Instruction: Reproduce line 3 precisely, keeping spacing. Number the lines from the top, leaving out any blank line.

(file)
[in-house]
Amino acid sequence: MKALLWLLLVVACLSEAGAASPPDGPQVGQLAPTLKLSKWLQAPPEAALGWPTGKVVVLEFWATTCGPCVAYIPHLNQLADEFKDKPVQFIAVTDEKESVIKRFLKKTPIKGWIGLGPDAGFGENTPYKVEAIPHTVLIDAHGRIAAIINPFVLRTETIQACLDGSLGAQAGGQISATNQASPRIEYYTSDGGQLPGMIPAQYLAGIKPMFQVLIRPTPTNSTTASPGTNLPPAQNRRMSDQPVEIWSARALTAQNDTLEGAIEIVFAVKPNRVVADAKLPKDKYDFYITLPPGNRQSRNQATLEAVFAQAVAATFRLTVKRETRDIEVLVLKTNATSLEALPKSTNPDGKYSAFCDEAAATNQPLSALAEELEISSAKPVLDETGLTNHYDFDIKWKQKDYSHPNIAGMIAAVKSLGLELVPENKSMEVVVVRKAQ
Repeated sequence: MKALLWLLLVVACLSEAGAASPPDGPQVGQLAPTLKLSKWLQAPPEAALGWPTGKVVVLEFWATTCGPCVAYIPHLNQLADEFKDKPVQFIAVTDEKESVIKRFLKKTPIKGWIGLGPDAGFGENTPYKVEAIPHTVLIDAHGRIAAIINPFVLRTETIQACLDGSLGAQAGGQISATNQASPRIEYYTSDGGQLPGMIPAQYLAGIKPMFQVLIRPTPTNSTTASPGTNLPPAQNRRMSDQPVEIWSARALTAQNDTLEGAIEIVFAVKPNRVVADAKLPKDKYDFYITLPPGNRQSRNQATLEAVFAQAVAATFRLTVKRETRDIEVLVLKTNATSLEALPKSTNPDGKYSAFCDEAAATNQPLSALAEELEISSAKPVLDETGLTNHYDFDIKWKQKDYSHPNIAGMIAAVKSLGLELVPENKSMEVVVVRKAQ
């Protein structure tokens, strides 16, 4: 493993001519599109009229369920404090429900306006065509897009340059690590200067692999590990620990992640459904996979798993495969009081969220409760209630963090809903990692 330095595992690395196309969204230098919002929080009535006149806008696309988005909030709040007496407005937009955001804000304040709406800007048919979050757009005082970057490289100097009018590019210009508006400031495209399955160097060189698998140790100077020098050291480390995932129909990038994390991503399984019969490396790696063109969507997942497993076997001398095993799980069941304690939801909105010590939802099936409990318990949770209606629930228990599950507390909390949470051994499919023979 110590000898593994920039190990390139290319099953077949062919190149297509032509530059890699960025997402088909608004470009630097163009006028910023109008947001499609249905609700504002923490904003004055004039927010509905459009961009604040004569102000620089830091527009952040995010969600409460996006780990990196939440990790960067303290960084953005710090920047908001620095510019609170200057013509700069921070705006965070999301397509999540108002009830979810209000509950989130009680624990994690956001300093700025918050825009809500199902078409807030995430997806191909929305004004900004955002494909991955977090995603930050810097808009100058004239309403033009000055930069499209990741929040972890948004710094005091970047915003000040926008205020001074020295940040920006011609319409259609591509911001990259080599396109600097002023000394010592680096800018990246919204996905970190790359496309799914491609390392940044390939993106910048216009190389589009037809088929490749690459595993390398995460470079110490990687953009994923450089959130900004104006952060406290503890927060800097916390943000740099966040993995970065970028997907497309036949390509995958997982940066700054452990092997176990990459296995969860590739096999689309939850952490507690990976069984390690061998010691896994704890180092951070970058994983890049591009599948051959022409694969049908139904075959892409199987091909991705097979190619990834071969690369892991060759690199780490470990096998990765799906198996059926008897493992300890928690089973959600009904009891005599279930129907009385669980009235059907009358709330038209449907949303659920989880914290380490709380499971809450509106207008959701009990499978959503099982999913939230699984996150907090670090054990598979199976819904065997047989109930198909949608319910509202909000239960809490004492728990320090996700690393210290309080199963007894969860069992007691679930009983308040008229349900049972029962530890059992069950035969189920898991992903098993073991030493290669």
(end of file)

Repeated sequence: MKALLWLLLVVACLSEAGAASPPDGPQVGQLAPTLKLSKWLQAPPEAALGWPTGKVVVLEFWATTCGPCVAYIPHLNQLADEFKDKPVQFIAVTDEKESVIKRFLKKTPIKGWIGLGPDAGFGENTPYKVEAIPHTVLIDAHGRIAAIINPFVLRTETIQACLDGSLGAQAGGQISATNQASPRIEYYTSDGGQLPGMIPAQYLAGIKPMFQVLIRPTPTNSTTASPGTNLPPAQNRRMSDQPVEIWSARALTAQNDTLEGAIEIVFAVKPNRVVADAKLPKDKYDFYITLPPGNRQSRNQATLEAVFAQAVAATFRLTVKRETRDIEVLVLKTNATSLEALPKSTNPDGKYSAFCDEAAATNQPLSALAEELEISSAKPVLDETGLTNHYDFDIKWKQKDYSHPNIAGMIAAVKSLGLELVPENKSMEVVVVRKAQ